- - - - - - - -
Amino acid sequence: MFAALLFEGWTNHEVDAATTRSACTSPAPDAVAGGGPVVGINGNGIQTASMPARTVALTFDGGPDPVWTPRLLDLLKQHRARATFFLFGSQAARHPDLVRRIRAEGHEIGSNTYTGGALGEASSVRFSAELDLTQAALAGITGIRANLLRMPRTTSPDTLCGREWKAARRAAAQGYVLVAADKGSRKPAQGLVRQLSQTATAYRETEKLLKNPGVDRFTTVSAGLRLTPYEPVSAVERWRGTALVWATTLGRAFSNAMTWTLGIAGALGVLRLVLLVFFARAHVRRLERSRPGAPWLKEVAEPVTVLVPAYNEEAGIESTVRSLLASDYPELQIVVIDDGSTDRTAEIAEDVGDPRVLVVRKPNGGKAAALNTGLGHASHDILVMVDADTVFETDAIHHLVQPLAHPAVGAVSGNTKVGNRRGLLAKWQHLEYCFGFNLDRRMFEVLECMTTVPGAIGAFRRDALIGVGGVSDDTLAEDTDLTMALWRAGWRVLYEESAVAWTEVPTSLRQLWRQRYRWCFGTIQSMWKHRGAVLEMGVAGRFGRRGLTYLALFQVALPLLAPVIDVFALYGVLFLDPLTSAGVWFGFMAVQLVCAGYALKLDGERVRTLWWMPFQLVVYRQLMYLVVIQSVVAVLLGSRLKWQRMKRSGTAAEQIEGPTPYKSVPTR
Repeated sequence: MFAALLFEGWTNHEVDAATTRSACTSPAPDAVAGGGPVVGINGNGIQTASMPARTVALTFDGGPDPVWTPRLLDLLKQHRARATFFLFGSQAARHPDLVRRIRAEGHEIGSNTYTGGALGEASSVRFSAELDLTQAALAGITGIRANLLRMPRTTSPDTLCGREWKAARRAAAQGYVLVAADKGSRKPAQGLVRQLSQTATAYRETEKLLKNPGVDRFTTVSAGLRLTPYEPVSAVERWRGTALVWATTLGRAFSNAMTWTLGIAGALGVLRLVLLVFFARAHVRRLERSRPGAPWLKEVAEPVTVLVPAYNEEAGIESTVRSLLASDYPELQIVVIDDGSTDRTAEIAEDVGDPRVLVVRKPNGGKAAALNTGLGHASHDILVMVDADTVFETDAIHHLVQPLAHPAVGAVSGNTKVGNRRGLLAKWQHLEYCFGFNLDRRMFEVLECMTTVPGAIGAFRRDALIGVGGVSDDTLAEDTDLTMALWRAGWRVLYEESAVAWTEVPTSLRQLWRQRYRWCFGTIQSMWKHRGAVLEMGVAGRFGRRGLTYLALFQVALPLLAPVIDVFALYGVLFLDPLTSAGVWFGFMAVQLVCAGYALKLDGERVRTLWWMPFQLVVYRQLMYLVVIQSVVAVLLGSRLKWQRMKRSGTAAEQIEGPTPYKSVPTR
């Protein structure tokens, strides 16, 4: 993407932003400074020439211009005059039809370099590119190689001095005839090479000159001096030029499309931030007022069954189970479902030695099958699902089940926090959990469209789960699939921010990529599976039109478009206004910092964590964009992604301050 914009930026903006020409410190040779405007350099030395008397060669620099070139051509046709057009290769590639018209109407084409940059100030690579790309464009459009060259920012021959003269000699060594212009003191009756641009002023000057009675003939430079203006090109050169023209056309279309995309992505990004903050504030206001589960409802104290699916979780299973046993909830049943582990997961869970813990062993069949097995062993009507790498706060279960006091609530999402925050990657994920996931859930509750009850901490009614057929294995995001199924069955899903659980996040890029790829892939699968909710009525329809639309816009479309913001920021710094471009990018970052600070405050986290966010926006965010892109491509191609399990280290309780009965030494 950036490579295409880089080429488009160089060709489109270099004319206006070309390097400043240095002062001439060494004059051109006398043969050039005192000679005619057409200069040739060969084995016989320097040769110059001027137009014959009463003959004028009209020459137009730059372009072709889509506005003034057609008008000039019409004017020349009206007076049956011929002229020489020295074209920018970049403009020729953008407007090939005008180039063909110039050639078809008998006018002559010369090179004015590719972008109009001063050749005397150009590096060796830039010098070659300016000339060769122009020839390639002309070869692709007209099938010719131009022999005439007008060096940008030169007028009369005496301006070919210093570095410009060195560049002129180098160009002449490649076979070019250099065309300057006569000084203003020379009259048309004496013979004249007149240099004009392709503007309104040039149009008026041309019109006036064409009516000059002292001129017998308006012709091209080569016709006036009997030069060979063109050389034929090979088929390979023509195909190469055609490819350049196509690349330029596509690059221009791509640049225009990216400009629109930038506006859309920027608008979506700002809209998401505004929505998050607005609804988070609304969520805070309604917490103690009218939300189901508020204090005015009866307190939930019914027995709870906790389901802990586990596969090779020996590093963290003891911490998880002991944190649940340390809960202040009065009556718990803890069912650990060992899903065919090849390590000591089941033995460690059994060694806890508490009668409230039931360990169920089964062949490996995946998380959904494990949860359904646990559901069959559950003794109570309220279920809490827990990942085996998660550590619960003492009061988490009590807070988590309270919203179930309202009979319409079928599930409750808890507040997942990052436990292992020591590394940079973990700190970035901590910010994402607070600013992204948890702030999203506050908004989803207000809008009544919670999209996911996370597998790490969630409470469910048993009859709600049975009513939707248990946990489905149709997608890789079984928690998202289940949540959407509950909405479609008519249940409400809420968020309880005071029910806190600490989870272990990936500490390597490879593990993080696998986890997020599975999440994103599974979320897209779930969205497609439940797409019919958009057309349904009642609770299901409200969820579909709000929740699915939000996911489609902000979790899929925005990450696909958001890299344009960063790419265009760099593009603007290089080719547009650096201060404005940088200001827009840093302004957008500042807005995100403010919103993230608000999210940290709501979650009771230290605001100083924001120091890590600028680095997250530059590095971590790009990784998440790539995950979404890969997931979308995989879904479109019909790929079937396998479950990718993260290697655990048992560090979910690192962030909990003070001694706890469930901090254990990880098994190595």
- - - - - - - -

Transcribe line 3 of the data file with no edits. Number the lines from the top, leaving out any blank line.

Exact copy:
């Protein structure tokens, strides 16, 4: 993407932003400074020439211009005059039809370099590119190689001095005839090479000159001096030029499309931030007022069954189970479902030695099958699902089940926090959990469209789960699939921010990529599976039109478009206004910092964590964009992604301050 914009930026903006020409410190040779405007350099030395008397060669620099070139051509046709057009290769590639018209109407084409940059100030690579790309464009459009060259920012021959003269000699060594212009003191009756641009002023000057009675003939430079203006090109050169023209056309279309995309992505990004903050504030206001589960409802104290699916979780299973046993909830049943582990997961869970813990062993069949097995062993009507790498706060279960006091609530999402925050990657994920996931859930509750009850901490009614057929294995995001199924069955899903659980996040890029790829892939699968909710009525329809639309816009479309913001920021710094471009990018970052600070405050986290966010926006965010892109491509191609399990280290309780009965030494 950036490579295409880089080429488009160089060709489109270099004319206006070309390097400043240095002062001439060494004059051109006398043969050039005192000679005619057409200069040739060969084995016989320097040769110059001027137009014959009463003959004028009209020459137009730059372009072709889509506005003034057609008008000039019409004017020349009206007076049956011929002229020489020295074209920018970049403009020729953008407007090939005008180039063909110039050639078809008998006018002559010369090179004015590719972008109009001063050749005397150009590096060796830039010098070659300016000339060769122009020839390639002309070869692709007209099938010719131009022999005439007008060096940008030169007028009369005496301006070919210093570095410009060195560049002129180098160009002449490649076979070019250099065309300057006569000084203003020379009259048309004496013979004249007149240099004009392709503007309104040039149009008026041309019109006036064409009516000059002292001129017998308006012709091209080569016709006036009997030069060979063109050389034929090979088929390979023509195909190469055609490819350049196509690349330029596509690059221009791509640049225009990216400009629109930038506006859309920027608008979506700002809209998401505004929505998050607005609804988070609304969520805070309604917490103690009218939300189901508020204090005015009866307190939930019914027995709870906790389901802990586990596969090779020996590093963290003891911490998880002991944190649940340390809960202040009065009556718990803890069912650990060992899903065919090849390590000591089941033995460690059994060694806890508490009668409230039931360990169920089964062949490996995946998380959904494990949860359904646990559901069959559950003794109570309220279920809490827990990942085996998660550590619960003492009061988490009590807070988590309270919203179930309202009979319409079928599930409750808890507040997942990052436990292992020591590394940079973990700190970035901590910010994402607070600013992204948890702030999203506050908004989803207000809008009544919670999209996911996370597998790490969630409470469910048993009859709600049975009513939707248990946990489905149709997608890789079984928690998202289940949540959407509950909405479609008519249940409400809420968020309880005071029910806190600490989870272990990936500490390597490879593990993080696998986890997020599975999440994103599974979320897209779930969205497609439940797409019919958009057309349904009642609770299901409200969820579909709000929740699915939000996911489609902000979790899929925005990450696909958001890299344009960063790419265009760099593009603007290089080719547009650096201060404005940088200001827009840093302004957008500042807005995100403010919103993230608000999210940290709501979650009771230290605001100083924001120091890590600028680095997250530059590095971590790009990784998440790539995950979404890969997931979308995989879904479109019909790929079937396998479950990718993260290697655990048992560090979910690192962030909990003070001694706890469930901090254990990880098994190595």